What Causes Adult Teeth to Fail to Grow?

teeth, health, smile, dentistPeople are born toothless before a set of teeth begins coming in while they are still babies. The primary or deciduous teeth eventually give way for the larger adult set of teeth when the mouth has grown enough to accommodate them.

Mammals are born toothless since they suckle while young whereas the onset of adult teeth enables change of diet as they mature.

Therefore, what will happen when people get their deciduous teeth as babies and the adult teeth fail to grow? Are the tiny deciduous teeth retained for life?

A number of conditions can make an individual fail to lose one or more of their primary teeth. As dentists we have ways of dealing with these conditions and it may be dependent on if the permanent teeth are formed but stuck below the gum or if they are missing all together.

When a Tooth is Slow to Grow

It is not easy to predict the precise lifespan of baby teeth but each one needs to last for ten years or more until the adult replacement arrives.

When an adult tooth fails to arrive on time it means that the baby tooth will need to last a bit longer. Your dentist will need to pay greater attention to a primary tooth lasting beyond its expectancy to ensure it is healthy, but eventually the baby tooth will fail requiring replacement.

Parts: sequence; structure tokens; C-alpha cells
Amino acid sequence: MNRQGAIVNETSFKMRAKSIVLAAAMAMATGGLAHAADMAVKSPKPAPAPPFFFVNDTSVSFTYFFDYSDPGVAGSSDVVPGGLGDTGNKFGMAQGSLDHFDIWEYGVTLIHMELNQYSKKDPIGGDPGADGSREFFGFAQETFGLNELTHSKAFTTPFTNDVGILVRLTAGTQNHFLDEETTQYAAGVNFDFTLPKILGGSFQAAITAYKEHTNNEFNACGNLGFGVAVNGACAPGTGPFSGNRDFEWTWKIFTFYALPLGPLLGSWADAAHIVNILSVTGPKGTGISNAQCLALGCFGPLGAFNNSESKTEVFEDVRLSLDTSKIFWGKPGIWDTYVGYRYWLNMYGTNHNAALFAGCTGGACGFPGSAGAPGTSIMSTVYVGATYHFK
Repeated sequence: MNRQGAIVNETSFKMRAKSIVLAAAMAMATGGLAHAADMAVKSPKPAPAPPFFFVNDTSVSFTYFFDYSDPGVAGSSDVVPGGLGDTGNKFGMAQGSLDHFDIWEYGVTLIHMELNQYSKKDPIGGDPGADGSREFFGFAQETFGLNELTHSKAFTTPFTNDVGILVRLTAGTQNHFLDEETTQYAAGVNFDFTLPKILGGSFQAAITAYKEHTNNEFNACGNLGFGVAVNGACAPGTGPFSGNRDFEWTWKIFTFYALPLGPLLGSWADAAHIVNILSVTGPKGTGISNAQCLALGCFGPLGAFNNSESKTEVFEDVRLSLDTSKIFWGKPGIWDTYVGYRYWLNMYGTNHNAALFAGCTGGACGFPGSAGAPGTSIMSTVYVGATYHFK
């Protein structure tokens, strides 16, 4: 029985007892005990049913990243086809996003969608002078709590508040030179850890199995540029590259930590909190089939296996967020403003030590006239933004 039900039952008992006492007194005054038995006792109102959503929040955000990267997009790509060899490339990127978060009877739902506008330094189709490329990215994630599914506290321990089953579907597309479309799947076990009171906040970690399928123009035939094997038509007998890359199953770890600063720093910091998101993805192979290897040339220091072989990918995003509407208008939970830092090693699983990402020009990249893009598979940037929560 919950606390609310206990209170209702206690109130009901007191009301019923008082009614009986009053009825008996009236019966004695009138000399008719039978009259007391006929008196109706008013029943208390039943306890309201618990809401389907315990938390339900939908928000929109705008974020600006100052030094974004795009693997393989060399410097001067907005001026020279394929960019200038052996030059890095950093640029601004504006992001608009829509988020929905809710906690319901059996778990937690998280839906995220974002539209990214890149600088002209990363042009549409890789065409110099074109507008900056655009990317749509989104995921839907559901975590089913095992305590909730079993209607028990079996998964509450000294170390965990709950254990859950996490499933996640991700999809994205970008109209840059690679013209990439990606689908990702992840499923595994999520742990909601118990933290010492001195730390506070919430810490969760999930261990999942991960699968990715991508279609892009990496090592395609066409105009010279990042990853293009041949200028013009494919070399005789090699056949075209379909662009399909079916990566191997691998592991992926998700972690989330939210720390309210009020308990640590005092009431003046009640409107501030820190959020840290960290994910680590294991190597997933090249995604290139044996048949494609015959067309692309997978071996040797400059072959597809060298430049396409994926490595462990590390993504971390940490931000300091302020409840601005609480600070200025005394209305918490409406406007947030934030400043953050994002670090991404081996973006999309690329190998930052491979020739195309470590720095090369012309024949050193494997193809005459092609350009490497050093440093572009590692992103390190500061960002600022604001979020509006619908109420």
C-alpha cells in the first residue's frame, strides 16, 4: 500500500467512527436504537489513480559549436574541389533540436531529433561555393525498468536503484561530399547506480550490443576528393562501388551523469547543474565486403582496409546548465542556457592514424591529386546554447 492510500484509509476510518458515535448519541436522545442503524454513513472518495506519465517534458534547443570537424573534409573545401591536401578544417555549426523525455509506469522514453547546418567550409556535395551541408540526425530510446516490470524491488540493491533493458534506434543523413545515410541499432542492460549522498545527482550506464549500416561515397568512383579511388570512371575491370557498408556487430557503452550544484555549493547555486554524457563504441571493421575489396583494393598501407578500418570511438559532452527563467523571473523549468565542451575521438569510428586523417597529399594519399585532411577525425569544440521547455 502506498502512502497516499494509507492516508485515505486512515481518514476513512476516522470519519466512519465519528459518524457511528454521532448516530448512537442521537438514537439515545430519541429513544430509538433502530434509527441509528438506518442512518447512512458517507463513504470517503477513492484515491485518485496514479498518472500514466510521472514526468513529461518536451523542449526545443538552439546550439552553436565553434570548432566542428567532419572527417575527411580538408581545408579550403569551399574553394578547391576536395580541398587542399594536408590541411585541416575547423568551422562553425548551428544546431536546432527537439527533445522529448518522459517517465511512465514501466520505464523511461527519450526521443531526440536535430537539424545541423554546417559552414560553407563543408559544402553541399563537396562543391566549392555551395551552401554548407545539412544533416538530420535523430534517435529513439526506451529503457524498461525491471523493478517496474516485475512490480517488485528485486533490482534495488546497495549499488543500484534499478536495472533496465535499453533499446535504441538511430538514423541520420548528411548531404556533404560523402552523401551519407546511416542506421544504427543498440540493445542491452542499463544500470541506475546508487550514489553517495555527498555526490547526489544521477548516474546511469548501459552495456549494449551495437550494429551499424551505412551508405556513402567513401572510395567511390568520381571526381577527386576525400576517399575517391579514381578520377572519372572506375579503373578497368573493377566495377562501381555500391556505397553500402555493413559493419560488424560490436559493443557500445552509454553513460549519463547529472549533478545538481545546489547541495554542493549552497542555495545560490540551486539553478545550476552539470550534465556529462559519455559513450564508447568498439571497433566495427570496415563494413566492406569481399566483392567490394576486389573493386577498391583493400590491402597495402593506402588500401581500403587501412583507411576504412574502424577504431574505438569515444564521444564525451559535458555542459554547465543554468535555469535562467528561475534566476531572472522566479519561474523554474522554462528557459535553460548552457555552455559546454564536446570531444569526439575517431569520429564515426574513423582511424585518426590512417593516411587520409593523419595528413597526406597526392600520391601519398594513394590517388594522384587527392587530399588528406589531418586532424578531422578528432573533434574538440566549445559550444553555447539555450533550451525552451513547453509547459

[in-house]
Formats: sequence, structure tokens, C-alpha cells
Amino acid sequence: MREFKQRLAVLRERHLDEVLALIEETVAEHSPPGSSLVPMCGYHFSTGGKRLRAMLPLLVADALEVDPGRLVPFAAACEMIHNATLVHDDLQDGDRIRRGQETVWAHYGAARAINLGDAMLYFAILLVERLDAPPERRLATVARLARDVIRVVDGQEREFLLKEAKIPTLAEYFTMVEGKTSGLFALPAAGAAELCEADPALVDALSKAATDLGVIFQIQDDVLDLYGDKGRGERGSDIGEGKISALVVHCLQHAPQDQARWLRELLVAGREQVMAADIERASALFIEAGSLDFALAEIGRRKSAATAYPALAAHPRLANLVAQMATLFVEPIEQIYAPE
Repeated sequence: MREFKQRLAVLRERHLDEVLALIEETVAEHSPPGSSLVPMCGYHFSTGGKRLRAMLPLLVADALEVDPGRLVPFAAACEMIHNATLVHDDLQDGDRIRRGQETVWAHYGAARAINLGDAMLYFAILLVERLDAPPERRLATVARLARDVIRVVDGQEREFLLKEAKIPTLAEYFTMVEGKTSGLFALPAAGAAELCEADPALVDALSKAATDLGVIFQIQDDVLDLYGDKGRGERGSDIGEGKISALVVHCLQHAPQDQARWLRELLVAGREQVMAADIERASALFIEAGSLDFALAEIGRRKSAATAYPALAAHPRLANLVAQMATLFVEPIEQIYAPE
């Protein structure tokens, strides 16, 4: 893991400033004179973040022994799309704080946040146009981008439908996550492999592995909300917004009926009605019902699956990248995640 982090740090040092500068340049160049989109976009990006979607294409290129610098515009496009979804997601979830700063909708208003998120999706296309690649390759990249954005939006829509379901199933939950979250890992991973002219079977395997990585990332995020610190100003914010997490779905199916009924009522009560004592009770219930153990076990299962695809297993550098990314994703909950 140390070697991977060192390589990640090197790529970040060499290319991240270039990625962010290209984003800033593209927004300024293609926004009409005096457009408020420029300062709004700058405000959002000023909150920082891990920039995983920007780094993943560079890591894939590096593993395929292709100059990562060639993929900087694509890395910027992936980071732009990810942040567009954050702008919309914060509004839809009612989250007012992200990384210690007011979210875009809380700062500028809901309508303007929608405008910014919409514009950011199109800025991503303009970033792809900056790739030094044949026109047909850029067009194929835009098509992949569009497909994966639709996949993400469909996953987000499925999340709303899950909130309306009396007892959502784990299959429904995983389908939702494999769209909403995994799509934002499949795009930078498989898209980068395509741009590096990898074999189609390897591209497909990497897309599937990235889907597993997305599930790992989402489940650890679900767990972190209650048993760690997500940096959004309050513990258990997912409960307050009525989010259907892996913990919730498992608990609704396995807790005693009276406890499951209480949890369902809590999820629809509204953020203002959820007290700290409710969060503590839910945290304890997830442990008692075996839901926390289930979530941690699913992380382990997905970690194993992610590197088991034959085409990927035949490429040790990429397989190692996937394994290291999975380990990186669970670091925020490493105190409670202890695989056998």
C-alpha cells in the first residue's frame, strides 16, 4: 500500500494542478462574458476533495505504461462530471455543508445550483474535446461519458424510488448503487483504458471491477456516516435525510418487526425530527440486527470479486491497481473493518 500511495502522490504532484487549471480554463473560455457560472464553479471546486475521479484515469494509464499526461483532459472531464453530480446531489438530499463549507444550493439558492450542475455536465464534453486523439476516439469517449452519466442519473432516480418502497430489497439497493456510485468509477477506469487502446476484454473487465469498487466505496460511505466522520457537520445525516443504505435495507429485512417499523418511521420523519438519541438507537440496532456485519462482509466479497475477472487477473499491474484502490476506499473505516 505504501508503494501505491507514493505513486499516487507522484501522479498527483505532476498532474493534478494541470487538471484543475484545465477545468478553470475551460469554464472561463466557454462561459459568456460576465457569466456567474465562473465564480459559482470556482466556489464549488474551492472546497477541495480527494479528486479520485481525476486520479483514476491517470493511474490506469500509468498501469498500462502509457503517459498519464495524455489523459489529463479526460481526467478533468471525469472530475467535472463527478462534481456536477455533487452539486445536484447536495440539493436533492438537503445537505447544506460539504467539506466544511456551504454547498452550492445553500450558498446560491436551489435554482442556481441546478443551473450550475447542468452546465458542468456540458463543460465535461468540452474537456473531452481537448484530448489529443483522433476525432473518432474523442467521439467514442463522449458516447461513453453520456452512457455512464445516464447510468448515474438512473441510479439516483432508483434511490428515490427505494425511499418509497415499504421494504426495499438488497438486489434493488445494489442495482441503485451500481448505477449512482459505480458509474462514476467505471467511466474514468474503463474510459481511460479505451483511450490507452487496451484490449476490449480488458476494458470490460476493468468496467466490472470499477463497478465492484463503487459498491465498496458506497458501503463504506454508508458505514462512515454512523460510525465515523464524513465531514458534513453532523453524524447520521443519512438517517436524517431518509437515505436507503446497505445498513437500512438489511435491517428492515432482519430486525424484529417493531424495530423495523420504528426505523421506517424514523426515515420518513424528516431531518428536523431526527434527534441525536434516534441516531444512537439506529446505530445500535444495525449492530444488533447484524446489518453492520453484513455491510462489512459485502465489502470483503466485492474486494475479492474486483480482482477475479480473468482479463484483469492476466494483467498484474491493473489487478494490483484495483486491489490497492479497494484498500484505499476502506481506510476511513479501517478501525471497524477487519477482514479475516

Where the permanent teeth are taking longer than normal to develop, the dentist will initially want to adopt a wait and see approach. The best-case scenario is the permanent teeth are perfectly developed and are slow to emerge. If the tooth still fails to appear it can often be guided through with orthodontic (brace) treatment.

When a Tooth Doesn’t Form

When a tooth fails to form totally it isn’t there to coax through. This is called tooth agenesis.

Tooth agenesis is often a genetically inherited problem. Genes that lead to development of one or more permanent teeth are absent from birth. Tooth agenesis may range from severity from hypodontia (five or less missing teeth) to oligodontia (more than six missing permanent teeth).

Oligodontia is commonly seen in people with genetic conditions such as: Down Syndrome, Reiger Syndrome and Ectodermal Dysplasia.

The Solution

Your dentist will propose that you get a dental implant or a fixed bridge in the case of a single missing permanent tooth. For multiple missing teeth, you can get dental implants, removable partial dentures or fixed bridges.

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